The Technology City of the South

Alpharetta, Georgia

CityofAlpharetta


Alpharetta, Georgia, has experienced significant growth over the past twenty years and has received a number of accolades from both the state and national level. One of the best cities to locate to in the U.S., Alpharetta has also been named the ‘Top Place to Start a Business in Georgia’ by NerdWallet. Only two months later, it was awarded the title of ‘Top Small City to Start a Business in the U.S.’
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Alpharetta’s story of growth and economic development is a fantastic one. Just two decades ago, Alpharetta had only 3000 residents and had a primarily agricultural economy although it is situated just north of the bustling urban sprawl of Atlanta. Its proximity allows it to take advantage of all the services and amenities offered in the metro region.

Having since grown to a population of 63,000, Alpharetta has found a way to sustain its small town charm while taking selective advantage of the economic opportunities that present themselves. It has fostered a pro-business climate that has helped it to become one of the fastest-growing cities and strongest local economies in both the state of Georgia and the country.

Alpharetta began its journey of development in the early-1990s, when, in an attempt to eliminate some of the traffic congestion that was common along the I-75 and the I-85 in and out of Atlanta, the Georgia Department of Transportation made the decision to upgrade the Georgia 400. The department added another four-lane thoroughfare into Atlanta that would run right through Alpharetta, giving the city four exits along the way!

Initially, building in Alpharetta consisted of high-end residential developments, which attracted the attention of executives and corporate CEOs in the region. In fact, one of the first neighborhoods to be developed in Alpharetta was the Windward, where the prestigious and private Golf Club of Georgia is located.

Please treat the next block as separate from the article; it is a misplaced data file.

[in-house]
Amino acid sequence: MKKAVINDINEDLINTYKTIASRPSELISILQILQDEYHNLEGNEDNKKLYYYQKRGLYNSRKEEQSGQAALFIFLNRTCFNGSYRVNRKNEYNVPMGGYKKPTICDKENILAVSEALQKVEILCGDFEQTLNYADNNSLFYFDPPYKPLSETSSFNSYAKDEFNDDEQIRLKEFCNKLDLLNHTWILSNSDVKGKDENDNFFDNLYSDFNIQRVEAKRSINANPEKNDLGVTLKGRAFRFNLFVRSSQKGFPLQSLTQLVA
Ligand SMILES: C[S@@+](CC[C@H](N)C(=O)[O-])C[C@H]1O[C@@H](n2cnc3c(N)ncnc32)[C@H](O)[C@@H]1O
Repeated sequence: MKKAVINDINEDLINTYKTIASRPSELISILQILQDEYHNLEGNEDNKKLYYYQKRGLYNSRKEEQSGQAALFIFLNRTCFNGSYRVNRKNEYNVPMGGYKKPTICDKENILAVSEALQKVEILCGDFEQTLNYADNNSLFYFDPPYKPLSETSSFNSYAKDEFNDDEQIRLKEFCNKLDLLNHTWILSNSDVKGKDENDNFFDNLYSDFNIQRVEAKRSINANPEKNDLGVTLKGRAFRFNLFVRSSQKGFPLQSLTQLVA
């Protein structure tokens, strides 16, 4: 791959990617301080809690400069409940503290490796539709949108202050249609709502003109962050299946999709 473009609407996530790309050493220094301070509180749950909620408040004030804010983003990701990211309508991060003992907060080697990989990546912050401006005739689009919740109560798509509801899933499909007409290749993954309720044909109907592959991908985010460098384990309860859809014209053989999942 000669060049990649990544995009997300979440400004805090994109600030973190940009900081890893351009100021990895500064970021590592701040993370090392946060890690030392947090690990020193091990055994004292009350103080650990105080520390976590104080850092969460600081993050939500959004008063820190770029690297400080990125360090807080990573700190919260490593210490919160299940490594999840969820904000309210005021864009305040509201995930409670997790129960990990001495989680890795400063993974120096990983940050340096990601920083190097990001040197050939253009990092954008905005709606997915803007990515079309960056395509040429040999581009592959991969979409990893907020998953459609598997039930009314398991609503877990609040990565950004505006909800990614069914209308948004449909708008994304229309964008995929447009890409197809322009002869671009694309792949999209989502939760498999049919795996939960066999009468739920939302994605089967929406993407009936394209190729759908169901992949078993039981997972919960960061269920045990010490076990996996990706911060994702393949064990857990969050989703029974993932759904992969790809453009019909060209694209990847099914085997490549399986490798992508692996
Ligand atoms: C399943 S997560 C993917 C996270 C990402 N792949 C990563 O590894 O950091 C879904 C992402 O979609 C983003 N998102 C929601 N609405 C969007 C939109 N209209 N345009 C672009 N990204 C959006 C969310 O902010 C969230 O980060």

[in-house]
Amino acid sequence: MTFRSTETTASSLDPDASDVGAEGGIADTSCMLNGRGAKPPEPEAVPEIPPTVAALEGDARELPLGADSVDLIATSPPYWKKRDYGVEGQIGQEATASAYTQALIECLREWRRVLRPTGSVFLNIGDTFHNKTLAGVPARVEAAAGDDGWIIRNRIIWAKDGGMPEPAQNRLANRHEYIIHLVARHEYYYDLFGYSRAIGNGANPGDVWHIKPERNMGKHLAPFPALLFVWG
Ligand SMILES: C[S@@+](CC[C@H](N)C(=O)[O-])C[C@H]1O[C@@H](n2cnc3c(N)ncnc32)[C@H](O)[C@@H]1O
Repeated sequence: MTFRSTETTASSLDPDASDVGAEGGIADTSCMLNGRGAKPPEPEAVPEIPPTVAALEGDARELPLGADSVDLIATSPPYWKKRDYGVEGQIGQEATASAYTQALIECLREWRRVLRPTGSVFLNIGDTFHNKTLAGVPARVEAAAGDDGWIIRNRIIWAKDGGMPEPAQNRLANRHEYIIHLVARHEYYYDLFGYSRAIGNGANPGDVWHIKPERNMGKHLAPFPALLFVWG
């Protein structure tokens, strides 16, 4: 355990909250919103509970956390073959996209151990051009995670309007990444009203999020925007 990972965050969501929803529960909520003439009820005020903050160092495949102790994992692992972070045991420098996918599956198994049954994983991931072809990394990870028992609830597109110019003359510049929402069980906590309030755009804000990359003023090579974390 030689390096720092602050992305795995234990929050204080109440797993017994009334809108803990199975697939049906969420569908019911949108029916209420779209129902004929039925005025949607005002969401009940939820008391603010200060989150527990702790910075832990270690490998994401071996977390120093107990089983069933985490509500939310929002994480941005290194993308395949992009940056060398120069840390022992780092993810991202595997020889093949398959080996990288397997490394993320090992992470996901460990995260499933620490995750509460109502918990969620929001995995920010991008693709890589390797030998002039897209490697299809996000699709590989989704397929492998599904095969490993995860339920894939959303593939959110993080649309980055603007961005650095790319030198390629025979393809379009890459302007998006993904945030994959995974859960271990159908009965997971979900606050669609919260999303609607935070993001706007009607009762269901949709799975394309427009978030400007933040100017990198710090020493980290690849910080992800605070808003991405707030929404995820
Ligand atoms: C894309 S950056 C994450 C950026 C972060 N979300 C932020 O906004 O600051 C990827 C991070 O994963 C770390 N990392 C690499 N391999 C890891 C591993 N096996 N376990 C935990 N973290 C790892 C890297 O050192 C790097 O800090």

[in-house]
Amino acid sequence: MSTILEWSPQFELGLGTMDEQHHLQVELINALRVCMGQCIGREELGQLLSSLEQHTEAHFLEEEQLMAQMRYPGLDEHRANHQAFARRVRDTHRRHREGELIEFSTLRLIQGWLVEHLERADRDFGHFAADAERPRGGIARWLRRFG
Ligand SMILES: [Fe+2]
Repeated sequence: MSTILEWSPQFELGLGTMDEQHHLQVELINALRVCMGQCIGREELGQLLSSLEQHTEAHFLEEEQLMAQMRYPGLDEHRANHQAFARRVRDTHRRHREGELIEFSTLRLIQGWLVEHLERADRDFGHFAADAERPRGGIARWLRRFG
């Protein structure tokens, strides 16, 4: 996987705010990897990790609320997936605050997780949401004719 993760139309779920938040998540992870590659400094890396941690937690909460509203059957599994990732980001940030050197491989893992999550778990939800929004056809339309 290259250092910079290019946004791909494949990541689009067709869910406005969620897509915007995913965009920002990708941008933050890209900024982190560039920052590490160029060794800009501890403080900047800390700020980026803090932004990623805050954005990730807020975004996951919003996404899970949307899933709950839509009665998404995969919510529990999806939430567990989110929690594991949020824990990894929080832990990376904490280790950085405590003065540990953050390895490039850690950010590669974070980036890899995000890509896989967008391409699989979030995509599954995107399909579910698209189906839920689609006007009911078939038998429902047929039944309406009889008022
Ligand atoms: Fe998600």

These residential developments encouraged economic growth as they brought an increasing awareness of the economic potential and quality of life in Alpharetta. Many businesses, especially tech companies, relocated to the area to take advantage of its abundant benefits.

To support the influx of growth, it was necessary for investments to be made in the local infrastructure. Seeing Alpharetta’s growth as an opportunity, Georgia Power installed a massive, redundant power grid, which, in turn, caught the attention of fibre optic cable companies. Making full use of the power grid’s conduit network, fibre optic cable companies also started to have a strong presence in the area.

The transportation and ease of access, the high-end residential options and the superior quality of life that had been created in Alpharetta, paired with the now extensive infrastructure, made the city a magnet for tech companies.

The city is working hard to make its identity as technology destination known as Peter Tokar, Alpharetta’s economic development director, explained. “Typically, the companies that look towards Alpharetta are larger companies – headquarter locations or technology driven. However, we have had a lot of recent start-up activity based on initiatives we have started to grow the tech ecosystem in the city.”

A great deal of work has gone into supporting the growth of the local tech industry, including the establishment of the Alpharetta Technology Commission (ATC) in 2012. The first of its kind in Georgia, ATC is comprised of the leading tech companies in Alpharetta, working collaboratively to identify key investment opportunities and make sound policy decisions in the industry’s best interest.

Established by the city of Alpharetta to support local businesses, the ATC has opened an Innovation Center, which is already incubating three companies. In addition, the ATC is providing a business accelerator, the opportunity for tech meetups and business start-up support, which is in great demand in Alpharetta.

Home to over 600 technology based companies – over a quarter of the metro Atlanta area’s top twenty-five tech employers, Alpharetta’s daytime working population exceeds its residents. There are roughly fifteen businesses per every hundred people in the community. With average revenues of over $7 million per business, there is a high rate of economic success in Alpharetta.

The city is home to many corporate headquarters. Prior to the recession, the rate at which it was building Class A office space quietly helped it to become the largest suburban office market in the metro Atlanta area. It enjoys the lowest office vacancy rate in the U.S. even though it boasts over twenty-one million square feet of total office space.

“Up until the recession,” Tokar said, “We were building, on average, of right between one and a half to two million square feet of office space per year – new, coming out of the ground.”

Alpharetta’s leadership has been carefully selective of target businesses, making efforts to complement its existing industries and playing to its local resources and advantages. With a master plan for development, Alpharetta is tailor making spaces for both businesses and residents alike.